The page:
Newsmax: US Hired Al-Qaeda-Linked Group to Defend Benghazi Mission

Newsmax Exclusive: US Hired al-Qaida-Linked Group to Defend Benghazi  Mission

By John Rosenthal,

The Libyan militia group that the State Department hired to defend its  embattled diplomatic mission in Benghazi had clear al-Qaida sympathies, and had  prominently displayed the al-Qaida flag on a Facebook page for months before the  deadly attack.

That organization, the February 17th Martyrs Brigade, was paid by the U.S.  government to provide security at the U.S. diplomatic mission in Benghazi,  Libya. But there is no indication the Martyrs Brigade fulfilled its commitment  to defend the mission on Sept. 11, when it came under attack.

The assault claimed the lives of four Americans: Ambassador J. Christopher  Stevens, information officer Sean Smith, and former Navy Seals Tyrone Woods and  Glen Doherty. Stevens was the first U.S. ambassador to be killed in the line of  duty since 1979.

Several entries on the militia’s Facebook page openly profess sympathy for  Ansar al-Sharia, the hardline Islamist extremist group widely blamed  for  the deadly attack on the mission. The U.S. State Department did not respond to a  Newsmax request for an explanation as to why the February 17th Martyrs Brigade  was hired to protect the mission.

On April 23, House Republicans released an interim progress report on its  investigation into the Benghazi killings. It cited “numerous reports” that “the  Brigade had extremist connections, and it had been implicated in the kidnapping  of American citizens as well as in the threats against U.S. military  assets.”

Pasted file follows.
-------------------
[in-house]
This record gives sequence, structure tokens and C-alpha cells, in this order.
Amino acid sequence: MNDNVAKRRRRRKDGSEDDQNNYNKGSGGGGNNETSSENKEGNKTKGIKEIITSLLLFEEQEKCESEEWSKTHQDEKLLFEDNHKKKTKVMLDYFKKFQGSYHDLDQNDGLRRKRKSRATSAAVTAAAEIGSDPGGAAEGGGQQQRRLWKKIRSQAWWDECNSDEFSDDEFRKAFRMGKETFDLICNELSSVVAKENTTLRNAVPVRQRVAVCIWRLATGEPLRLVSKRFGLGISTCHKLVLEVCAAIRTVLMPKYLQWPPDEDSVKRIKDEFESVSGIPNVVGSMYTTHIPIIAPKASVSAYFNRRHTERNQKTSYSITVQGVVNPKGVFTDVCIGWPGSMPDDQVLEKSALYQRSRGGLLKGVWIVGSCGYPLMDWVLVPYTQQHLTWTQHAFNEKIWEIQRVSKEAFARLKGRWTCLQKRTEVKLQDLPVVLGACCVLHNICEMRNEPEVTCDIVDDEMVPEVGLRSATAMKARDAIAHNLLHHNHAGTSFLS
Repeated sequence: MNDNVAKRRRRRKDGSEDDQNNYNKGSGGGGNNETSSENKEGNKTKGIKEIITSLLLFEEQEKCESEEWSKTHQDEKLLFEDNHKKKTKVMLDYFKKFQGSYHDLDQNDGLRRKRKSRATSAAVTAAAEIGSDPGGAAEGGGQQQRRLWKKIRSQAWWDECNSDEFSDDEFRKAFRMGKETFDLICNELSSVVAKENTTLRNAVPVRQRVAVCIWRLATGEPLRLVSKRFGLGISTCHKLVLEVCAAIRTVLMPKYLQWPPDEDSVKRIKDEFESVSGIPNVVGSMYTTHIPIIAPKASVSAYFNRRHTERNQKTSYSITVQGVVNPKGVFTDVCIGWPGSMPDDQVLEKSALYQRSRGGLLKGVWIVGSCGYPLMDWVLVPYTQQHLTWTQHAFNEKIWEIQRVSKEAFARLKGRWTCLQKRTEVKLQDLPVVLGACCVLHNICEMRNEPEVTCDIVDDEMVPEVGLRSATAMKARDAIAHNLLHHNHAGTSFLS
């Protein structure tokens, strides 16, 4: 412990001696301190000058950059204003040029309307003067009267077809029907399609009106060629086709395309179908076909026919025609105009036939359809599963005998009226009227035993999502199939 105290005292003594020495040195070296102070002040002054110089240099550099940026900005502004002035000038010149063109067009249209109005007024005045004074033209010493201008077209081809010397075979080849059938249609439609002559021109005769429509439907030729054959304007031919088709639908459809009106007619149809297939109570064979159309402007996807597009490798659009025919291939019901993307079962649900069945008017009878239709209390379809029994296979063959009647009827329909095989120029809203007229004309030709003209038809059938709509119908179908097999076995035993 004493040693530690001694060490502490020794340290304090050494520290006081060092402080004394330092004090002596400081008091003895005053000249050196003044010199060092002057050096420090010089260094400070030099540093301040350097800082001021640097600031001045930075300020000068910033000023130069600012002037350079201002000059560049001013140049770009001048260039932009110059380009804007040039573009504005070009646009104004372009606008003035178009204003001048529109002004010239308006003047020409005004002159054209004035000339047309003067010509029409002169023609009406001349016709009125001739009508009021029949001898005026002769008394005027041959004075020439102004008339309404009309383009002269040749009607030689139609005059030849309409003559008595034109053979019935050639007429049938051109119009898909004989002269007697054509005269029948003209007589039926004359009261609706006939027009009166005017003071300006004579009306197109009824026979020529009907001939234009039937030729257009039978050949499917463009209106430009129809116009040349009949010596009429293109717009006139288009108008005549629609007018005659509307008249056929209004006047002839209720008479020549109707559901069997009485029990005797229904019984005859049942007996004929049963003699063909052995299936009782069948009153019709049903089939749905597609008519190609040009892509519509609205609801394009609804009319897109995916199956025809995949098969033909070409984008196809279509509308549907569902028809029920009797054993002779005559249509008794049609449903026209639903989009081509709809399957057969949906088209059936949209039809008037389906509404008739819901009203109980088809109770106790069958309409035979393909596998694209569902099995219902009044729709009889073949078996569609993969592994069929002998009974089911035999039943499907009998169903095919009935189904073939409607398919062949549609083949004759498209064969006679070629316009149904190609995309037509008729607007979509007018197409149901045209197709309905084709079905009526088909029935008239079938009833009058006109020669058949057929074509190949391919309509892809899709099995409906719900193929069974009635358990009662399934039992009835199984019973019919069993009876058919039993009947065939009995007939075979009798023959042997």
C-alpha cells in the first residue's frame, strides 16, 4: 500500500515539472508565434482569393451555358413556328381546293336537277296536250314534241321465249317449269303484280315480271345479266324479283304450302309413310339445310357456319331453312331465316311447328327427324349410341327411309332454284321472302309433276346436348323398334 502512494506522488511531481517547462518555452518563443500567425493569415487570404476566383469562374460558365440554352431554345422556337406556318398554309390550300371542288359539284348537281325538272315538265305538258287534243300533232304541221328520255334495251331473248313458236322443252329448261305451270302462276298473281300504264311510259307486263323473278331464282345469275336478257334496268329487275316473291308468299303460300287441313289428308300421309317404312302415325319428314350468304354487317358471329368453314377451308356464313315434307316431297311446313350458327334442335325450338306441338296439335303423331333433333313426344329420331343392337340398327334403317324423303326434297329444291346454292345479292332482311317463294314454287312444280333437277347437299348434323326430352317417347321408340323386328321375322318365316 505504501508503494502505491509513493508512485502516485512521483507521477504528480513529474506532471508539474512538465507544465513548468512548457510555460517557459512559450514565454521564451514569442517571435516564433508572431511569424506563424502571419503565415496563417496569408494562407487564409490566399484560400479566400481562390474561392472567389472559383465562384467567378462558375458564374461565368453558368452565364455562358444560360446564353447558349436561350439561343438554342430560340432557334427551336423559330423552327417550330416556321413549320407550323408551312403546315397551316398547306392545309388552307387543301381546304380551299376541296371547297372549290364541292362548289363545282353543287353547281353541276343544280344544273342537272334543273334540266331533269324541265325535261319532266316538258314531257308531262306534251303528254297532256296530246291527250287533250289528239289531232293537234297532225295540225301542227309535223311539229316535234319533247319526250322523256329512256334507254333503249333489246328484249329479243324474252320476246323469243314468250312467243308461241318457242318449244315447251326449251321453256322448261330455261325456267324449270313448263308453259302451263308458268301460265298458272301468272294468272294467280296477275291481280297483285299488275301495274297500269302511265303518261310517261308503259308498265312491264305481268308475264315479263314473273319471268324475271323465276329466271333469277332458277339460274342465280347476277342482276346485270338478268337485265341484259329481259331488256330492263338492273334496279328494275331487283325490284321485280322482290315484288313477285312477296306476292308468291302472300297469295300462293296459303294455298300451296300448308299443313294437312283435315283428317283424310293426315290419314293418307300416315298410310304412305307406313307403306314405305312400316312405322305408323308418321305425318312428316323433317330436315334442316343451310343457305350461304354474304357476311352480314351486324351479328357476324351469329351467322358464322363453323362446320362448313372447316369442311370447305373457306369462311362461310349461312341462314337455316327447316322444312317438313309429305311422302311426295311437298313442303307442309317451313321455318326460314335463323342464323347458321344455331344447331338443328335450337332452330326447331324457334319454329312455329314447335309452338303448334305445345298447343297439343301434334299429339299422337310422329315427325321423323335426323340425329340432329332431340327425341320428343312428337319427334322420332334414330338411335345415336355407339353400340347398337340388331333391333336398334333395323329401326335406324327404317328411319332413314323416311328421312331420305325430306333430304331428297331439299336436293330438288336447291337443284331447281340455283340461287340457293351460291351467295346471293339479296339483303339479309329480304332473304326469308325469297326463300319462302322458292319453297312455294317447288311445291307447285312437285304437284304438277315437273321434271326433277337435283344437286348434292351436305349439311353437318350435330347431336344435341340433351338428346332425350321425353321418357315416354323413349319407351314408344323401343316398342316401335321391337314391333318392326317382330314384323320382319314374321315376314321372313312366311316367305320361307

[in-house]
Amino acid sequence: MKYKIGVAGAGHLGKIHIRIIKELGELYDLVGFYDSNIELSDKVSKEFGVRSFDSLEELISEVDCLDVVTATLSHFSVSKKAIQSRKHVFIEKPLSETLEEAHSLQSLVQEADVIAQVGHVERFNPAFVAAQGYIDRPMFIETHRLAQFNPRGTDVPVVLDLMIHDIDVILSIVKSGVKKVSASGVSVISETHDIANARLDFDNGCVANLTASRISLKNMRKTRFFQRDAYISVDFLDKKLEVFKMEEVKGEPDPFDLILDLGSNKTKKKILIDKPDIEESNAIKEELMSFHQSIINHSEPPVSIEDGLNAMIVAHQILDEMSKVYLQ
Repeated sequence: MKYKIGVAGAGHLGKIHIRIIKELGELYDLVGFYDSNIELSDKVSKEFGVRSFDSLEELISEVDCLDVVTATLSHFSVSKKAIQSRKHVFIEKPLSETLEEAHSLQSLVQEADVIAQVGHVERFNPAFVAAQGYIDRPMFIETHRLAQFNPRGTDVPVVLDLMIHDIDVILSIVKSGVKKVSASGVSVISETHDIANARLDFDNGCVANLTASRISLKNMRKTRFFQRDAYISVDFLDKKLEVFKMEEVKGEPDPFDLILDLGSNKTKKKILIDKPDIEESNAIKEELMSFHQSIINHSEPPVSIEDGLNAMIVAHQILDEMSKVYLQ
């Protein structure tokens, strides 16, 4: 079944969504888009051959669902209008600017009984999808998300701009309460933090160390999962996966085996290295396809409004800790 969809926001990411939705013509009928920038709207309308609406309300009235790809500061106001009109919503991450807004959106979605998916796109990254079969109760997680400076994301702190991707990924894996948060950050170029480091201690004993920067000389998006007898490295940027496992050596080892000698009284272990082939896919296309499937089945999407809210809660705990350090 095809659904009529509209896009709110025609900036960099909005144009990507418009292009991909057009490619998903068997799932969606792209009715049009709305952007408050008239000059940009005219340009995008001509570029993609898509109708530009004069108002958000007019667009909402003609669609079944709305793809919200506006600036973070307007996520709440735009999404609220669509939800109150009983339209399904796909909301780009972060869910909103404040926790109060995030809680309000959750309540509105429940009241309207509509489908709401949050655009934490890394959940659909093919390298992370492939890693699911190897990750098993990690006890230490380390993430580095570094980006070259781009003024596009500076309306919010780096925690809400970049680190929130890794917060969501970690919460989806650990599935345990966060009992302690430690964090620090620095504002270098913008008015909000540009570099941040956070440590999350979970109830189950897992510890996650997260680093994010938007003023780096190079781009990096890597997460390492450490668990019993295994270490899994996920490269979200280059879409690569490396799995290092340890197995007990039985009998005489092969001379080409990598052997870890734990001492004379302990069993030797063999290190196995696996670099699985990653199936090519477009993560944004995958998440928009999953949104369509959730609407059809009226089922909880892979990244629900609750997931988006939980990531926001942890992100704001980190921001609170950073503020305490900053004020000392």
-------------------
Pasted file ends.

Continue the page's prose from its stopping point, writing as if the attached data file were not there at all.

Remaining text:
The report also stated that just a few days before Ambassador Stevens arrived  in Benghazi, the Martyrs Brigade informed State Department officials they would  no longer provide security as members of the mission, including Stevens,  traveled through the city.

From June 2011 to July 2012, Eric Nordstrom, the Regional Security Officer  for Libya at the time, documented over 200 security threats and violent  incidents threatening to U.S. personnel in Libya. Some 50 of those incidents  occurred in Benghazi.

Yet despite those threats, repeated requests for additional security from the  mission went unheeded by the State Department, for reasons that remain  unclear.

But perhaps the biggest question is why the State Department would hire a  group that openly displayed its admiration for al-Qaida, and ask it to  participate in the defense of its diplomatic mission.

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